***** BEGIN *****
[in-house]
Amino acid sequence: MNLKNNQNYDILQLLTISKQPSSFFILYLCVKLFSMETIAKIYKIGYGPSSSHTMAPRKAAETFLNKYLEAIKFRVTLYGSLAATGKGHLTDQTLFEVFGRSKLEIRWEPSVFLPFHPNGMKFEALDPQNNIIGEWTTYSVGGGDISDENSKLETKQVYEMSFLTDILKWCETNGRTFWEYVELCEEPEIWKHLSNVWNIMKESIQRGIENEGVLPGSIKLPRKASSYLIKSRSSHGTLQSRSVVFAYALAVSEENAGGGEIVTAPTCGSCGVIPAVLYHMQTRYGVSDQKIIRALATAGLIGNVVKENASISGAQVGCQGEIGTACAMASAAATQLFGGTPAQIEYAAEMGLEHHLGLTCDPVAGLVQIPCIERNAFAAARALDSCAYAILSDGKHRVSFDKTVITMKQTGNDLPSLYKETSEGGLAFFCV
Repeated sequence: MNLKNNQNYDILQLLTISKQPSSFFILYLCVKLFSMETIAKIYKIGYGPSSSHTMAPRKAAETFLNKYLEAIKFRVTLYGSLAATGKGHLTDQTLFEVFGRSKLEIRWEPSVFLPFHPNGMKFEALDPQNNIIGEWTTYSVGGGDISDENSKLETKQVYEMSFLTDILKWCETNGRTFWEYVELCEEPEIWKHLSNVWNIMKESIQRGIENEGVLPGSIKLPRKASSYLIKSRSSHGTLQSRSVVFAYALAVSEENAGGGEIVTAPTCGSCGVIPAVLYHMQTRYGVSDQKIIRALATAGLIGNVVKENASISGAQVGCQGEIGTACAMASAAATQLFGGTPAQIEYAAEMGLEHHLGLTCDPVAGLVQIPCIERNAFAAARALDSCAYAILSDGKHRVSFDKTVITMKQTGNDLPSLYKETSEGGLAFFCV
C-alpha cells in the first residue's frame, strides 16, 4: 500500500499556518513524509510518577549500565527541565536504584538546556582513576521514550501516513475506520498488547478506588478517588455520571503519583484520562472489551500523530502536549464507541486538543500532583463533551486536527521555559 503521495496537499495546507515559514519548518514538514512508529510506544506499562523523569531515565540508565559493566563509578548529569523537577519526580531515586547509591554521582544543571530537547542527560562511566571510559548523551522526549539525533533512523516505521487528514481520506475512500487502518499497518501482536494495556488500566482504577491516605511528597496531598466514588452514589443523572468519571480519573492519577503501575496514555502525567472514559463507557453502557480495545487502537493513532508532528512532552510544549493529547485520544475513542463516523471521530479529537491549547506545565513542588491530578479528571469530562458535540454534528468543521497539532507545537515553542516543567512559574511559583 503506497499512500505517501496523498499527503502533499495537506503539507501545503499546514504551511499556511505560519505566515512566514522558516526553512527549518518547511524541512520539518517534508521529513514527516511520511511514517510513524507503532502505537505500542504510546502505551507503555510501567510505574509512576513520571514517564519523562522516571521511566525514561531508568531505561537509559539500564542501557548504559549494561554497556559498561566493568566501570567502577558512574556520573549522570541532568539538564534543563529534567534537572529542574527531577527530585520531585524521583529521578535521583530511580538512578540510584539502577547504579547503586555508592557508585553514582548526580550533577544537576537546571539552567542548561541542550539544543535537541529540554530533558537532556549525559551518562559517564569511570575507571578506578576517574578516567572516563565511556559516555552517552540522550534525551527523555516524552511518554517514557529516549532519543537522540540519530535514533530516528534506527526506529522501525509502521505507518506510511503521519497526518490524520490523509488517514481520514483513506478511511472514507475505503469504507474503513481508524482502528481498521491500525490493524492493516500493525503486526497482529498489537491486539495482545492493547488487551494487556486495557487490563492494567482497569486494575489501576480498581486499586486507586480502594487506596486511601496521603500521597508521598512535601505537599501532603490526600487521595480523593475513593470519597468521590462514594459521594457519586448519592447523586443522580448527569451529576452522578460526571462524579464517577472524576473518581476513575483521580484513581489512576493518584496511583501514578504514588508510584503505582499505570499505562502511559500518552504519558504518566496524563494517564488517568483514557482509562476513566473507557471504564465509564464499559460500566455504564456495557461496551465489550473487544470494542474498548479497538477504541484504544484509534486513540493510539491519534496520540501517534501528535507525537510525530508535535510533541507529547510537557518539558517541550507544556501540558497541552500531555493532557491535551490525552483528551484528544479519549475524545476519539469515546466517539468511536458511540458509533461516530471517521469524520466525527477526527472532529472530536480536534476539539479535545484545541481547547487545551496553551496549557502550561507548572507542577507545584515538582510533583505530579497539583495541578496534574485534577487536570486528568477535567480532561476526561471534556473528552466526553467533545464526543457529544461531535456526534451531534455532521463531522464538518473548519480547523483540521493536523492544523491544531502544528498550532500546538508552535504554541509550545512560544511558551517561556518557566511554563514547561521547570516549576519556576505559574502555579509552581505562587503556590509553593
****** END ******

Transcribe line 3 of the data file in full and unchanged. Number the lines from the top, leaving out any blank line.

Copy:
Repeated sequence: MNLKNNQNYDILQLLTISKQPSSFFILYLCVKLFSMETIAKIYKIGYGPSSSHTMAPRKAAETFLNKYLEAIKFRVTLYGSLAATGKGHLTDQTLFEVFGRSKLEIRWEPSVFLPFHPNGMKFEALDPQNNIIGEWTTYSVGGGDISDENSKLETKQVYEMSFLTDILKWCETNGRTFWEYVELCEEPEIWKHLSNVWNIMKESIQRGIENEGVLPGSIKLPRKASSYLIKSRSSHGTLQSRSVVFAYALAVSEENAGGGEIVTAPTCGSCGVIPAVLYHMQTRYGVSDQKIIRALATAGLIGNVVKENASISGAQVGCQGEIGTACAMASAAATQLFGGTPAQIEYAAEMGLEHHLGLTCDPVAGLVQIPCIERNAFAAARALDSCAYAILSDGKHRVSFDKTVITMKQTGNDLPSLYKETSEGGLAFFCV